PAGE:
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I Love You the Purplest
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I Love You the Purplest

4.15  ·  Rating Details ·  519 Ratings  ·  107 Reviews
Early in the evening two young brothers and their mama finish supper in the sturdy red cabin and set out to fish. While digging for worms, rowing the boat and pulling in fish, each brother asks his mama which one is the best at each task and, as they are being tucked into bed, which one she loves the best.
Barbara Joosse's heartwarming text is beautifully complimented by M
Hardcover, 32 pages
Published September 1st 1996 by Chronicle Books (first published September 1st 1995)
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Jul 15, 2009 Kathryn rated it really liked it
Sweet story of how a mother's love for her children can be equal but different. Draws forth the qualities that makes each child unique and how the mother loves those aspects "best" in each child, but loves both children with equal strength and attachment. A touching and thoughtful story with a fun, loving and clever mother (I thought it was great that she goes fishing with her boys) and great for competitive siblings who might wonder who mom or dad loves most!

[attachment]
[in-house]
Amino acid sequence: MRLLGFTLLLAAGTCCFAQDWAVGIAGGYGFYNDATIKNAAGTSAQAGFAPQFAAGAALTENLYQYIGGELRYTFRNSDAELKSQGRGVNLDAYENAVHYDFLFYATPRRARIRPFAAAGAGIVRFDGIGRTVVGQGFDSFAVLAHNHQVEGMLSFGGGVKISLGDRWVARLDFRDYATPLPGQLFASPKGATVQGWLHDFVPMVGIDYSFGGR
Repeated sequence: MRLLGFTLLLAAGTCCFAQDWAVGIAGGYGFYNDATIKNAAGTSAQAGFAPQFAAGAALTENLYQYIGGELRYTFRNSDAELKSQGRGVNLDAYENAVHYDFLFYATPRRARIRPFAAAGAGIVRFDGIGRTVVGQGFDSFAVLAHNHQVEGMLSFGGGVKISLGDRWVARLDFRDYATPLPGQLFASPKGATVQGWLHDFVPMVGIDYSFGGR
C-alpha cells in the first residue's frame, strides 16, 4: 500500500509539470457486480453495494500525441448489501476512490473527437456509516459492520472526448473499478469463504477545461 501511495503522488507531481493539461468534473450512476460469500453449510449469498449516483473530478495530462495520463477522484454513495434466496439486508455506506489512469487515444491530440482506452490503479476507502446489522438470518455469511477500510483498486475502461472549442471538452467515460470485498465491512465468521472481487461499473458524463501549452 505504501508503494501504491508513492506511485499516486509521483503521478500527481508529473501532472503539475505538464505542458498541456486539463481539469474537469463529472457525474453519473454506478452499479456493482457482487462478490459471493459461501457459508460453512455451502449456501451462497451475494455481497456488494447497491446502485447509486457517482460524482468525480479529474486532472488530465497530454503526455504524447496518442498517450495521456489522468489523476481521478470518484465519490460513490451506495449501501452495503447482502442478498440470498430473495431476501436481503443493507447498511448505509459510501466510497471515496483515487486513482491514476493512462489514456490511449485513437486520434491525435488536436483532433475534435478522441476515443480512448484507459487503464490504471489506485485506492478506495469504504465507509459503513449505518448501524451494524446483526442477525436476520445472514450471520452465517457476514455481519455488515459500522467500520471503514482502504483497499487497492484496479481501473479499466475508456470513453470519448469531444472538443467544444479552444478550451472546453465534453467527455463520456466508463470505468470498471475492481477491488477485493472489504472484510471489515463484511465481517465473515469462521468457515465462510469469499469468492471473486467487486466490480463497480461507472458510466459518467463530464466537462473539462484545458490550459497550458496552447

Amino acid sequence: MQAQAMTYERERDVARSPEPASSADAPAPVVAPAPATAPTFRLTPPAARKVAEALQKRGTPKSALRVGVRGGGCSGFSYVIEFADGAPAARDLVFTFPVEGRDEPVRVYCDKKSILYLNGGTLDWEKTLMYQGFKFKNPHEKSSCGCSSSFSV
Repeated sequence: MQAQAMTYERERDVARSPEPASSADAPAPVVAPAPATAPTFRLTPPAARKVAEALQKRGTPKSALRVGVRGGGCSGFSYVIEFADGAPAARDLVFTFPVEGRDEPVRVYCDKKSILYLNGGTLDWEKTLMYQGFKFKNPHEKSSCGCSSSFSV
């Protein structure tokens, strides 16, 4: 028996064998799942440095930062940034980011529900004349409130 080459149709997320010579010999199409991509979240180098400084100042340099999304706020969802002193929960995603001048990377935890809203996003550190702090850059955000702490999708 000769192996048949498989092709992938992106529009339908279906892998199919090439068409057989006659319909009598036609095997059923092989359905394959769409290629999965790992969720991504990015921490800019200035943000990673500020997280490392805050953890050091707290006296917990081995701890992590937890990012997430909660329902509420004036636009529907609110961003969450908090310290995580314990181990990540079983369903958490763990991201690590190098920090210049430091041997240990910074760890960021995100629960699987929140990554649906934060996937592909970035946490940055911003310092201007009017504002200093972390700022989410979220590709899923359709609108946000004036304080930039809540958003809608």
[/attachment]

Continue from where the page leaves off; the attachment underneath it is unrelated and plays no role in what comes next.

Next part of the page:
Nov 15, 2009 Connie rated it liked it
I'll admit it. I think this book is a little syrupy. The mother is just too too patient with her ultra-competitive little ones. All they care about is being the best, and yet, she always manages to have the answer which avoids choosing favorites. (Frankly, she sets a standard that's hard to live up to.) Neither son is the best rower - one rows deep, the other rows fast. Neither is the best fisherman - one gets more fish, but the other got the smart fish. And so on.

And yet, despite the fact that
Feb 22, 2008 Daniel rated it it was amazing
Shelves: childrens-books
This book is destined to be a long-lived classic.

The illustrations are wonderful watercolors that would stand alone as beautiful paintings.

The story is perfect. Anyone who has more than one child can understand and appreciate. Since the first time we read this, my wife and I still refer to it when we kiss the children goodnight. Sometimes we use the examples in this book ("I love you the bluest" "I love you the redest") and sometimes we make up our own.